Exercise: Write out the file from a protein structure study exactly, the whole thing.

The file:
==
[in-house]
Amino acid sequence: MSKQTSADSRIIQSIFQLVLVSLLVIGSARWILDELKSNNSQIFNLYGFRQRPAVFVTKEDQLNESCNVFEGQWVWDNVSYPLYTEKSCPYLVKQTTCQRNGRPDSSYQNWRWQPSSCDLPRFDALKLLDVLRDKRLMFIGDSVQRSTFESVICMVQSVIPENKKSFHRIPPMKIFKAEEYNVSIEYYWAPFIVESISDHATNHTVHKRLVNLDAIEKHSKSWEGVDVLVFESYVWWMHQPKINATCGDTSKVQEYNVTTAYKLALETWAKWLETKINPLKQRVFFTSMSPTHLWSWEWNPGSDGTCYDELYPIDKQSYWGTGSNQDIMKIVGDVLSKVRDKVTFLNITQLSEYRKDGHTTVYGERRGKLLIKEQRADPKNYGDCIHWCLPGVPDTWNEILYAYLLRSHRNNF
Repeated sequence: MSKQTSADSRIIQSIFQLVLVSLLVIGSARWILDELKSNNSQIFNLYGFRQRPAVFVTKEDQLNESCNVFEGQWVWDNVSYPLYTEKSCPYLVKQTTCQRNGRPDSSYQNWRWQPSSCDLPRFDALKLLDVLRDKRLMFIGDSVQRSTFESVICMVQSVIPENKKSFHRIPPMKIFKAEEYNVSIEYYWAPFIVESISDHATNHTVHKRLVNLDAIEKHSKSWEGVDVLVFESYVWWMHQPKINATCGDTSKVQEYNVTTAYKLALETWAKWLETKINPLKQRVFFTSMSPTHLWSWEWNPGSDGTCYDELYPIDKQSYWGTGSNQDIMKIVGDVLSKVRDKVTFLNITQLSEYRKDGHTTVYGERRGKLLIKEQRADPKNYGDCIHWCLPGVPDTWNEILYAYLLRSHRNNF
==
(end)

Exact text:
[in-house]
Amino acid sequence: MSKQTSADSRIIQSIFQLVLVSLLVIGSARWILDELKSNNSQIFNLYGFRQRPAVFVTKEDQLNESCNVFEGQWVWDNVSYPLYTEKSCPYLVKQTTCQRNGRPDSSYQNWRWQPSSCDLPRFDALKLLDVLRDKRLMFIGDSVQRSTFESVICMVQSVIPENKKSFHRIPPMKIFKAEEYNVSIEYYWAPFIVESISDHATNHTVHKRLVNLDAIEKHSKSWEGVDVLVFESYVWWMHQPKINATCGDTSKVQEYNVTTAYKLALETWAKWLETKINPLKQRVFFTSMSPTHLWSWEWNPGSDGTCYDELYPIDKQSYWGTGSNQDIMKIVGDVLSKVRDKVTFLNITQLSEYRKDGHTTVYGERRGKLLIKEQRADPKNYGDCIHWCLPGVPDTWNEILYAYLLRSHRNNF
Repeated sequence: MSKQTSADSRIIQSIFQLVLVSLLVIGSARWILDELKSNNSQIFNLYGFRQRPAVFVTKEDQLNESCNVFEGQWVWDNVSYPLYTEKSCPYLVKQTTCQRNGRPDSSYQNWRWQPSSCDLPRFDALKLLDVLRDKRLMFIGDSVQRSTFESVICMVQSVIPENKKSFHRIPPMKIFKAEEYNVSIEYYWAPFIVESISDHATNHTVHKRLVNLDAIEKHSKSWEGVDVLVFESYVWWMHQPKINATCGDTSKVQEYNVTTAYKLALETWAKWLETKINPLKQRVFFTSMSPTHLWSWEWNPGSDGTCYDELYPIDKQSYWGTGSNQDIMKIVGDVLSKVRDKVTFLNITQLSEYRKDGHTTVYGERRGKLLIKEQRADPKNYGDCIHWCLPGVPDTWNEILYAYLLRSHRNNF